“Columbia stands guilty of gross negligence at best — and at worst has become a platform for those supporting terrorism and violence against the Jewish people,” said Foxx (R-NC).

“That a taxpayer-funded institution became a forum for the promotion of terrorism raises serious questions,” she added. “I need not remind you that this is not just a moral duty, but a legal duty set forth in Title VI of the Civil Rights Act of 1964.”

Shafik acknowledged that “trying to reconcile the free speech rights of those who wanted to protest and the rights of Jewish students to be in an environment free of discrimination and harassment has been the central challenge on our campus.” REUTERS

Shafik agreed that “the events of October 7 brought to the fore an undercurrent of antisemitism” but maintained that Columbia had taken “immediate action” in the wake of the deadliest day for the Jewish people since the Holocaust.

“I attended a vigil for the victims on October 9; we held daily meetings of our campus security committee; we brought in extra security expertise; and have regular contact with NYPD and the FBI,” Shafik told panel members.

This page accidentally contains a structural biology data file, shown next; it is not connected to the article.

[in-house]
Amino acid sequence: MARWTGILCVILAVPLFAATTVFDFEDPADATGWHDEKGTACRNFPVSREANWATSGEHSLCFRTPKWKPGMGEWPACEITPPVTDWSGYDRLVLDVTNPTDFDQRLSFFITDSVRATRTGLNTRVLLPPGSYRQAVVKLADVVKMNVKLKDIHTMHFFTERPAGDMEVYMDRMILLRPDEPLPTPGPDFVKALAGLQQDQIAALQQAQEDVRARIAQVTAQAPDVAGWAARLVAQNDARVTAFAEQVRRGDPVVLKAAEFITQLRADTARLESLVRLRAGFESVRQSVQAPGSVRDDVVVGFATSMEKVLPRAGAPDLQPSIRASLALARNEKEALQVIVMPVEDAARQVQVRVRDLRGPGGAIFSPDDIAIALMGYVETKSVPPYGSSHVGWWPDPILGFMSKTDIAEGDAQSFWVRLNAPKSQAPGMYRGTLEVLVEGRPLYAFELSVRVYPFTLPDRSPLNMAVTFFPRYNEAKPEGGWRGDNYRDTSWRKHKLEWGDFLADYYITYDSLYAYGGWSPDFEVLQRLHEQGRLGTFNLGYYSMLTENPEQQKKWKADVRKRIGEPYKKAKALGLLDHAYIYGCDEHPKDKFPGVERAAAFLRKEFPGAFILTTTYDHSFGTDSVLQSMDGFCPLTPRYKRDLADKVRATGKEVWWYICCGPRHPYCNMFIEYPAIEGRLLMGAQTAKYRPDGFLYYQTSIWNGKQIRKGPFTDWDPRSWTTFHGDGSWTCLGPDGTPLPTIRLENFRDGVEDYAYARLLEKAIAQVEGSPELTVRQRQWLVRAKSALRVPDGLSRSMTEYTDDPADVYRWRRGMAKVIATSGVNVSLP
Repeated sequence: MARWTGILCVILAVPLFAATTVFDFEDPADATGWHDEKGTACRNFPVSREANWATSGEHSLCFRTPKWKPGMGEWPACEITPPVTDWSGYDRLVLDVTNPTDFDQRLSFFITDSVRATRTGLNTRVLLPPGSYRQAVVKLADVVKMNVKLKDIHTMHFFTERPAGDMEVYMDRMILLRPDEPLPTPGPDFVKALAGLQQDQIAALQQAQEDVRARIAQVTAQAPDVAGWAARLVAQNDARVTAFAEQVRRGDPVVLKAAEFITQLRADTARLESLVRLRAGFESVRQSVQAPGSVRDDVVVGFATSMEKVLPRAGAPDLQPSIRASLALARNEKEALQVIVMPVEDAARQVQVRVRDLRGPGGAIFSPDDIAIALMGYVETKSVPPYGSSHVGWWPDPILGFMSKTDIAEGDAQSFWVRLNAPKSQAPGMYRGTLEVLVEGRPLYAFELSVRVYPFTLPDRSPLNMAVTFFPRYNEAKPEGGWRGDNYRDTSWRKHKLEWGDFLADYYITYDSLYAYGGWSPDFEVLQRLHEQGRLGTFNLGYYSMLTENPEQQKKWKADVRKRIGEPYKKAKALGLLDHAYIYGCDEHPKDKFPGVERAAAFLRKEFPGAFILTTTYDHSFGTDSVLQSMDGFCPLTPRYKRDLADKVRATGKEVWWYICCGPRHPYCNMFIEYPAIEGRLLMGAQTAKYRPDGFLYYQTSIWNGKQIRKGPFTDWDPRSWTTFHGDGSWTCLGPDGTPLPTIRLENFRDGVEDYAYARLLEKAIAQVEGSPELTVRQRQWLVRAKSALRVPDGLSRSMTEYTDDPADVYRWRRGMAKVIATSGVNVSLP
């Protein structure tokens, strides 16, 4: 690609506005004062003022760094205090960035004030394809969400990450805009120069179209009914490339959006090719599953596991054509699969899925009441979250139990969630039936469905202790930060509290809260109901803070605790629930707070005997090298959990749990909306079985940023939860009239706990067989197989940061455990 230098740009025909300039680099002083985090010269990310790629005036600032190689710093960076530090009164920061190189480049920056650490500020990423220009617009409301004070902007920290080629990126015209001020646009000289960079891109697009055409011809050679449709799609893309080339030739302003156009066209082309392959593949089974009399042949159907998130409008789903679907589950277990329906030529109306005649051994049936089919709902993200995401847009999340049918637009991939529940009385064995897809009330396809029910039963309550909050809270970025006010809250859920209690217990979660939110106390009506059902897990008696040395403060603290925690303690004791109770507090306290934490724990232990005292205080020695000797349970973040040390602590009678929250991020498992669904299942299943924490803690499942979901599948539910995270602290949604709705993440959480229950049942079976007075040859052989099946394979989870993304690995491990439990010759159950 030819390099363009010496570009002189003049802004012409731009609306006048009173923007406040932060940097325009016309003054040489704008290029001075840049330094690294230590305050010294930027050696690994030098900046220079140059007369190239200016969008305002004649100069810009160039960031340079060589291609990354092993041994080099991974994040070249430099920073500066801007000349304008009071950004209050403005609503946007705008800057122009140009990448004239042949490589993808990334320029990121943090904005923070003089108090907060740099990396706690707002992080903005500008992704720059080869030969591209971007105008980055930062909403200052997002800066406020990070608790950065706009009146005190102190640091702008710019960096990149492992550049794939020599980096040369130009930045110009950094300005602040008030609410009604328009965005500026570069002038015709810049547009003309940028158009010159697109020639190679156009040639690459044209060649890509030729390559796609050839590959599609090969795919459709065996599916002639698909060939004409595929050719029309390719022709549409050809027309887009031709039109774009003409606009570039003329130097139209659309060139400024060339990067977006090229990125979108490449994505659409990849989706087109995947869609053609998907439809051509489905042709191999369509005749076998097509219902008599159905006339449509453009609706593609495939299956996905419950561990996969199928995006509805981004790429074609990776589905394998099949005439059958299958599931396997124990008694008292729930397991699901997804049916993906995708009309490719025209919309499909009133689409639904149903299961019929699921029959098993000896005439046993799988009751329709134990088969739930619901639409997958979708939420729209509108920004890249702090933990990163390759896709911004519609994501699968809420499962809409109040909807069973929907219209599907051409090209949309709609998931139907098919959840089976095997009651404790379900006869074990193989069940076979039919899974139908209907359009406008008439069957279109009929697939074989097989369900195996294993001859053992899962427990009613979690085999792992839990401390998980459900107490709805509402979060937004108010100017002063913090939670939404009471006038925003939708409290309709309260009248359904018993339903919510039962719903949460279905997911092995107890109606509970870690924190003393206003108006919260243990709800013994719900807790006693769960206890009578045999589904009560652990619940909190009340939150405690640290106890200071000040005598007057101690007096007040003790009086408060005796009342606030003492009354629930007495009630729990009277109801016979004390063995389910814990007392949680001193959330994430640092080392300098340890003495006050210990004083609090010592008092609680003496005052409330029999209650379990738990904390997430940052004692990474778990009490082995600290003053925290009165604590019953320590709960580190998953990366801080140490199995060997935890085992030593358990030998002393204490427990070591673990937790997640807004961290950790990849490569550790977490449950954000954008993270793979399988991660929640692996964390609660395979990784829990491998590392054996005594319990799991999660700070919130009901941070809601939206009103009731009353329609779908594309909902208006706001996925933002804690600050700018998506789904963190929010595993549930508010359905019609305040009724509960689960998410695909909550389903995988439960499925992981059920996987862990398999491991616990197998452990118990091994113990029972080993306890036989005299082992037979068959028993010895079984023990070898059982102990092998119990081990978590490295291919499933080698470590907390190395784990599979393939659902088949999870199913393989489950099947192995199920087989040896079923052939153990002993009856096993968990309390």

She acknowledged that “trying to reconcile the free speech rights of those who wanted to protest and the rights of Jewish students to be in an environment free of discrimination and harassment has been the central challenge on our campus.”

Columbia Law dean emeritus David Schizer testified at the hearing. AP Photo/Jose Luis Magana

That challenge became clear at the start of the hearing, as self-described “anti-Zionist” Columbia students shouted to be let into the hearing room — and Republican lawmakers grilled the panel about the university’s fostering of antisemitic faculty and permissive approach to violations of its code of conduct.